Pad Thai with Shrimp wrapped with Egg Crepe
Truth be told, I ordered this because it has an egg crepe. I typically go for Pad See Ew. But I was really excited to try an omu-noodle (like omu-rice, but omelet + noodle). I got the shrimp one but chicken, beef, pork and vegetarian is also available (for the same price).
Pad Thai 2

The noodles are cooked perfectly: soft and slightly chewy, savory and not spicy. For those who like the heat (me), there’s spicy chilli powder available on the side. They’ve also included peanuts and sugar adjust to one’s taste. The shrimp was not dry and overcooked (win!). There were tiny dried shrimp and shrimp paste in the noodles which added extra umami flavor. The only disappointing part was the parched and tough egg crepe. I was hoping for something more fluffy and soft.

Green Curry
Green Curry ‘Gaeng Kheo Wan’ with Fish Ball

Gosh, this green curry was the star of our dinner table! The lemongrass aroma was pronounced. The texture was thick and stew-like, perfect for rice. It also packed in enough heat to make you desire more, plus there were fresh peppercorn clusters.

Other than peppercorn, there were sliced Thai green eggplants, fingerroot strips, sweet basil leaves and fishballs stuffed with salted yolk. I prefer soft eggplants, but the crunch was interesting.

The fishballs were “forgettable” as my friend said. The curry overwhelmed the fishballs; you could barely taste the salted yolk. For me, the fishballs were not as chewy (or “QQ” in Chinese lingo) and were noticeably fishy. Maybe because I’m spoiled by my aunt who makes fishballs from scratch with fresh fish — but those balls had a whiff of old dried (and died) fish flavor.

Would I visit again? Yes, for lunch special only. Or for dinner, if I get salaried.

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NYC Restaurant Review – L’Ecole

It’s Bistro Sunday! – A weekly review of a eatery or restaurant in New York City.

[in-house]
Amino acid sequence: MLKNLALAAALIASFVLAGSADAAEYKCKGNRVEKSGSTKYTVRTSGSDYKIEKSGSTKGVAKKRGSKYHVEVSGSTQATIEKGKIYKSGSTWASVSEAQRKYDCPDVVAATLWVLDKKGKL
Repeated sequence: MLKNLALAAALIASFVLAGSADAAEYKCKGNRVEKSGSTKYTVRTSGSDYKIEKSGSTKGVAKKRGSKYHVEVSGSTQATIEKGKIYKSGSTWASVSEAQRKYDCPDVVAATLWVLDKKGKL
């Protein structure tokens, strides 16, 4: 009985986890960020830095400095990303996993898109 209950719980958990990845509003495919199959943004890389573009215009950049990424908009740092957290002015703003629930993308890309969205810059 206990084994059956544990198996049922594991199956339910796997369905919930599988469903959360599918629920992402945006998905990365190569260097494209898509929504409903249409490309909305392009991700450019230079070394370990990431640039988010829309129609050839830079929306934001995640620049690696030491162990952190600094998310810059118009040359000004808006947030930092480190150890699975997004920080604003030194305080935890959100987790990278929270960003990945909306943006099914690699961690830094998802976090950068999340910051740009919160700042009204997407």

I went to L’Ecole to try food cooked by ICC (International Culinary Center) students. There’s a large menu offering. Plus, you can bring your own wine (maximum two bottles) on Mondays and have it with your meal — without the corking fee.

I made a reservation for 12:30 P.M., arrived at the restaurant and someone had called to change my reservation to 2:00 P.M. Note, I did not call L’Ecole at all. I asked for the number that called, it was not a NYC number and was definitely not mine. Thankfully, there were tables available.

But had this jeopardized my lunch and table, I would be very hangry (hungry + angry). This restaurant should consider caffeinating their hosts because Open Table reservations have customer’s phone numbers and the host did not bother checking.

Onto the food! Please excuse the photo quality, I took photos on my cheap android phone.

Here’s the down and dirty about what my cousin and I ate and how it was.

Bottom line: L’ecole got their sauce on point (or should I say on fleek), their entrées are good but they could do better with the dessert. 

nowater-24Country Pâté – Truffles, Pistachios, Cornichons, Whole Grain Mustard

Great choice for a pâté beginner because it tastes like ham and has little liver in it. But for me, I prefer pâté to have more animal innards and have soft, pasty texture so I can treat it like a spread for my bread.